Wednesday, September 12, 2007

Northern Exposure

I was just thinking tonight about how much I miss it. I have most of the series on my DVR and every once in a while, I'll sit back and watch. I've seen every episode so I know what misadventures befall poor, put upon Dr. Joel. But every time I watch I glean something new, something I hadn't noticed a bazillion times before.

There is just nothing like it. A few series over the years have rivaled its creativity but have failed to capture its quirkiness. The chemistry between the actors/characters is palpable and the writing is just pure brilliance.For the most part, there is no single scene that can be described as defining or seminal. It's the sum of the parts that makes Northern Exposure such a masterpiece. And its that performance synergy that allows it to stand the test of time.

And I still feel sad that Joel and Maggie were simply not meant to be. Countless episodes of build-up and their union was just not written in the stars. Or in their case--the Aurora Borealis.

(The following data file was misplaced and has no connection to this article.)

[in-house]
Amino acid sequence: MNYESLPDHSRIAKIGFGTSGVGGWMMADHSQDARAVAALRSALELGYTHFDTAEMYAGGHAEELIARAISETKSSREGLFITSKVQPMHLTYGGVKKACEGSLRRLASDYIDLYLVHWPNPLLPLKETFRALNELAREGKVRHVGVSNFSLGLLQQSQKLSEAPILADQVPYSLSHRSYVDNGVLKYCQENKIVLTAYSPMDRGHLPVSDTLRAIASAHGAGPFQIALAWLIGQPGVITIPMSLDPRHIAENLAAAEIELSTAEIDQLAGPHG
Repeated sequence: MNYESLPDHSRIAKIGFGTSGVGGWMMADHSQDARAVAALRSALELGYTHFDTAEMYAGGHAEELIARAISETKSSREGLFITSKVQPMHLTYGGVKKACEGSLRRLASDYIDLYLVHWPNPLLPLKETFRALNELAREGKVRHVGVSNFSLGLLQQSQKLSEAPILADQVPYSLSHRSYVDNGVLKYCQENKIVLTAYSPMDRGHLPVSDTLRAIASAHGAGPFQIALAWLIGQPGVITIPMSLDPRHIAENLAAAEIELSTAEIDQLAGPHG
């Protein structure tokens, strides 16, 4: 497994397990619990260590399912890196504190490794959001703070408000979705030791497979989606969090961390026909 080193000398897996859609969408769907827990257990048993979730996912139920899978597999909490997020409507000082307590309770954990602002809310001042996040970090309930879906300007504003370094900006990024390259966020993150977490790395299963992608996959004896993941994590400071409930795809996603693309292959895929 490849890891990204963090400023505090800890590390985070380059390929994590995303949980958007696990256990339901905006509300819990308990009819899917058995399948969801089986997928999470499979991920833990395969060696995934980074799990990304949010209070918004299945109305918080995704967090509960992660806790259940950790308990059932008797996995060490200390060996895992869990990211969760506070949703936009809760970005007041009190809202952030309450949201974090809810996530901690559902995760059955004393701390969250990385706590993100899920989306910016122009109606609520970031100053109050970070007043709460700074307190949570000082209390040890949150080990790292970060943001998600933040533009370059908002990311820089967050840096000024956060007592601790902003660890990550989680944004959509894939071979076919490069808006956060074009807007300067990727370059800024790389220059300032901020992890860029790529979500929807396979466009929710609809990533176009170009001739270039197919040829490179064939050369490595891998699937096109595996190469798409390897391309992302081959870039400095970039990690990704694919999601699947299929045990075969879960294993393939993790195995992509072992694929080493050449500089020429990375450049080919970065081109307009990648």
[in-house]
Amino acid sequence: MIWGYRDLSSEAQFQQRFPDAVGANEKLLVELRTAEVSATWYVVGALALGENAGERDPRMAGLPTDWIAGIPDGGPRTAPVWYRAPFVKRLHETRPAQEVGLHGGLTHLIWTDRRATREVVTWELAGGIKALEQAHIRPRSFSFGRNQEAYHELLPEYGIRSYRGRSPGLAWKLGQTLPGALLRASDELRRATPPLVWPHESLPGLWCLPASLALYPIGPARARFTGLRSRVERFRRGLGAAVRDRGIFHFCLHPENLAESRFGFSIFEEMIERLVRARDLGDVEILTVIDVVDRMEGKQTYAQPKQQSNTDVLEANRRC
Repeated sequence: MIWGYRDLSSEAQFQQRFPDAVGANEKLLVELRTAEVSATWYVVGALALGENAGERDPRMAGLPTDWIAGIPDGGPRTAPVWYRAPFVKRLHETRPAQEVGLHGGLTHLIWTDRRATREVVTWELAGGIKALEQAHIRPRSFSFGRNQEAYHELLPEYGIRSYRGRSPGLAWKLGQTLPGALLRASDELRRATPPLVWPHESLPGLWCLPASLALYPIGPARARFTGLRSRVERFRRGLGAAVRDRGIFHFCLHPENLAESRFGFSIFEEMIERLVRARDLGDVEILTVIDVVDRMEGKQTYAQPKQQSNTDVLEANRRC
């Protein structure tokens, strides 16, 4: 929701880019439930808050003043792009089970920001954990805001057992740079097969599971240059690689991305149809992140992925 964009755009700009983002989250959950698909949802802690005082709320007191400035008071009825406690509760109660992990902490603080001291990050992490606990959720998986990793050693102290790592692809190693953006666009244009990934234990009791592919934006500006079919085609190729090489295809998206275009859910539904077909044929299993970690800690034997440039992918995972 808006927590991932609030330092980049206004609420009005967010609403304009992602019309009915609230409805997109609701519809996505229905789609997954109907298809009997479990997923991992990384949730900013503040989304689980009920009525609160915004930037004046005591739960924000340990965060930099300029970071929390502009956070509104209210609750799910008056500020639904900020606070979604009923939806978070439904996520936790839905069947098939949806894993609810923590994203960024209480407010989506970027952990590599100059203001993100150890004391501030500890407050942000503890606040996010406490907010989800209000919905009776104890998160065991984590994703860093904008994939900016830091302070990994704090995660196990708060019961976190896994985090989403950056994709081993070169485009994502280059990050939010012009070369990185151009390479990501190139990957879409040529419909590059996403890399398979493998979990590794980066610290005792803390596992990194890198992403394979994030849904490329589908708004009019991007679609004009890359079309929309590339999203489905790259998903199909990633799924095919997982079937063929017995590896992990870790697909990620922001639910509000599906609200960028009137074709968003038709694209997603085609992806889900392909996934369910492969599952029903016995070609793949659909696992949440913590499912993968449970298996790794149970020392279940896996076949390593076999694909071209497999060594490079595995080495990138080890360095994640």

Chris Stevens the town DJ/clergyman/philosopher (John Corbett) had his own thoughts on the matter:

Rain usually makes me feel mellow: curl up in a corner time, slow down, smell the furniture. Today... it just makes me feel wet. What is it about owning things? Why do we feel the need to own what we love, and why do we become such jerks when we do? We've all been there, you know: we want something; we own it; and by owning it we change it. When you finally win that girl of your dreams, the first thing you do is try to change her. That little thing she does with her hair, the way she wears her clothes, the way she chews her gum. Until eventually, what you like, what you don't like and what you change all merges into one. Like a watercolor in the rain.

So true Chris. So true indeed.

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